Career Development Roundtable: The imaging informatics glass ceiling
The uncertainty was palpable at this year’s SCAR Career Development Roundtable in Austin, Texas, today. Just what is the career path of a PACS administrator or information informatics professional? None within the group in attendance – comprised largely of PACS administrators with a sprinkling of IT folks, imaging directors, educators and consultants – had a clear answer to the question.
Based on a raising of hands, many attendees had a radiology technologist background, with a few having taken courses in IT systems, and even fewer having formal training in project and process management (both important, but very different things). Also, there was an MBA here or there. Based on the demographics of the group, a basic picture could be drawn about how one becomes a PACS administrator. But again, where to do from there? One attendee stated that he could not think of a single CIO that had previously been a PACS admin. Also, attendees seemed to be split as to whether it is better to work under a radiology umbrella or within an IT department.
One woman in attendance claimed that she felt that her career path was going “nowhere right now” and opined that a PACS administrator, while staying at the same job at the same facility, could take it upon themselves to expand the scope of their work by doing internal marketing to sell different areas of a hospital (such as cardiology) on using the system.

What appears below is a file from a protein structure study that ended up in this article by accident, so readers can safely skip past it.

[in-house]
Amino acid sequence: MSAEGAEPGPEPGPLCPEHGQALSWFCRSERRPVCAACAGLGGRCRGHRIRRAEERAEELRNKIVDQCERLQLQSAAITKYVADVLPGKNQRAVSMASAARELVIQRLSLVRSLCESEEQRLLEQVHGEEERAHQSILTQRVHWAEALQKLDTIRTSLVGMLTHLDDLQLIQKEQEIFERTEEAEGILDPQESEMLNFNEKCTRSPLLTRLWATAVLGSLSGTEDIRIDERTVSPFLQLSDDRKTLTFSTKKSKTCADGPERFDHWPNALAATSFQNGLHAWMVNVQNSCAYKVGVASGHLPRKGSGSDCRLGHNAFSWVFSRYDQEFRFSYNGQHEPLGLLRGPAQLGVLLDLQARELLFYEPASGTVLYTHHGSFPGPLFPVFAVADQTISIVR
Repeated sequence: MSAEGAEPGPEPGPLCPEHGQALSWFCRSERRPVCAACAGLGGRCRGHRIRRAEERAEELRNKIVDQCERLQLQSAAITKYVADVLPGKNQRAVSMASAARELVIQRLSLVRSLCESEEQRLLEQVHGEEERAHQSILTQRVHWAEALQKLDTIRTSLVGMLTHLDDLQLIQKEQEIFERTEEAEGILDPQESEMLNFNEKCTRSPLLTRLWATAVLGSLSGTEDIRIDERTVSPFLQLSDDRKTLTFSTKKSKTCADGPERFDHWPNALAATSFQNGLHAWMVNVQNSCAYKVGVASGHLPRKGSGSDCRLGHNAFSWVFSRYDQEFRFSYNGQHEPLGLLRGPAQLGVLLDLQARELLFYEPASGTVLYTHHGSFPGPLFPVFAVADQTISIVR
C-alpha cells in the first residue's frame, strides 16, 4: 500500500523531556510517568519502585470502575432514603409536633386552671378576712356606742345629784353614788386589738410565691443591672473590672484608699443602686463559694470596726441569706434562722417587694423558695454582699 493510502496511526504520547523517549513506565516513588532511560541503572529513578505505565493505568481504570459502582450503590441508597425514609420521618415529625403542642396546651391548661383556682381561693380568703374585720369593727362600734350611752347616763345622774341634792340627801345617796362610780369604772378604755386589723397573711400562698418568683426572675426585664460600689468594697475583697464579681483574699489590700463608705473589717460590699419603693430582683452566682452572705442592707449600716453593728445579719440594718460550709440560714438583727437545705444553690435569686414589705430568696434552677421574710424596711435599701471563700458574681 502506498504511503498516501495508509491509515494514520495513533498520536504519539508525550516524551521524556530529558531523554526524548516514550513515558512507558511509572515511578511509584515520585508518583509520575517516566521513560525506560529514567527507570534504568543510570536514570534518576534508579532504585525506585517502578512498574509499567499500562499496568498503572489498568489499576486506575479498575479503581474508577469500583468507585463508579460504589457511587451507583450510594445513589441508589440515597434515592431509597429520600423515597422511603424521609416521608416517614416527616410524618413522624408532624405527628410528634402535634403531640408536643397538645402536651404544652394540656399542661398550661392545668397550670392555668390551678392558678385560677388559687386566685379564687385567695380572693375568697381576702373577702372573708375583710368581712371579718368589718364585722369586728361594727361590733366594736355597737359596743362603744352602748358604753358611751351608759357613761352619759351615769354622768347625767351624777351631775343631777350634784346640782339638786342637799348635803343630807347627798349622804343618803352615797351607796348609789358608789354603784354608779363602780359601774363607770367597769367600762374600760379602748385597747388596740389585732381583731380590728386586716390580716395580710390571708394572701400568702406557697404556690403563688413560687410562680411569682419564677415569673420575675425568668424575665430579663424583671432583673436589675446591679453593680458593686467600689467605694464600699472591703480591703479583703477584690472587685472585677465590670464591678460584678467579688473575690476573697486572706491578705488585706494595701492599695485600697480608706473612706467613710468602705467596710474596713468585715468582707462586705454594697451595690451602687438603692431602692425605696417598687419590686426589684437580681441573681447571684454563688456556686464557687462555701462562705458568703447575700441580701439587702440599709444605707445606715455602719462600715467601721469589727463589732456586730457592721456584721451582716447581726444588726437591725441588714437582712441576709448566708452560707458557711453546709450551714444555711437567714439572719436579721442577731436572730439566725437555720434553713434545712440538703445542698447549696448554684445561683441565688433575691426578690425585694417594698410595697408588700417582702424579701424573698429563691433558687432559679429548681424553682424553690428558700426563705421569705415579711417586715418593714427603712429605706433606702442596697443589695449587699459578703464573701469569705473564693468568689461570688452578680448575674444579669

Otherwise, because of the culture of many healthcare organizations such as big hospitals, having influence and being promoted can be difficult. Many hospitals seem to prefer hiring expensive consultants to come in to tell them how to reorganize and improve their operations rather than listening to people inside, a few in the group suggested. Obviously, this sort of thing is a cause of much frustration. It might be more beneficial to leave for a better position at another hospital with the hopes of one day coming back to your previous employer at a position with more opportunity, others said.
One attendee put forward the notion that “enlightened management” that is aware of the benefits of cultivating in-house talent and resources can alleviate the problematic limits on opportunities to rise within healthcare organization.
A number of current trends in healthcare in general also are complicating the career paths of PACS admins. One trend is the move towards data sharing, electronic health records, and RHIOs. In the face of these changes, imaging informatics professionals would do well to have a broad skill set, which of course in most cases they certainly do, one attendee stated. And certainly, it was suggested, the branching out of PACS beyond radiology and across enterprises could possibly help administrators who are looking for new opportunities.
In the end, it seems that PACS administrators will have to wait and see what happens. Don’t burn bridges and keep in touch with people in the small community of hospital IT and radiology and with any luck something great will come your way.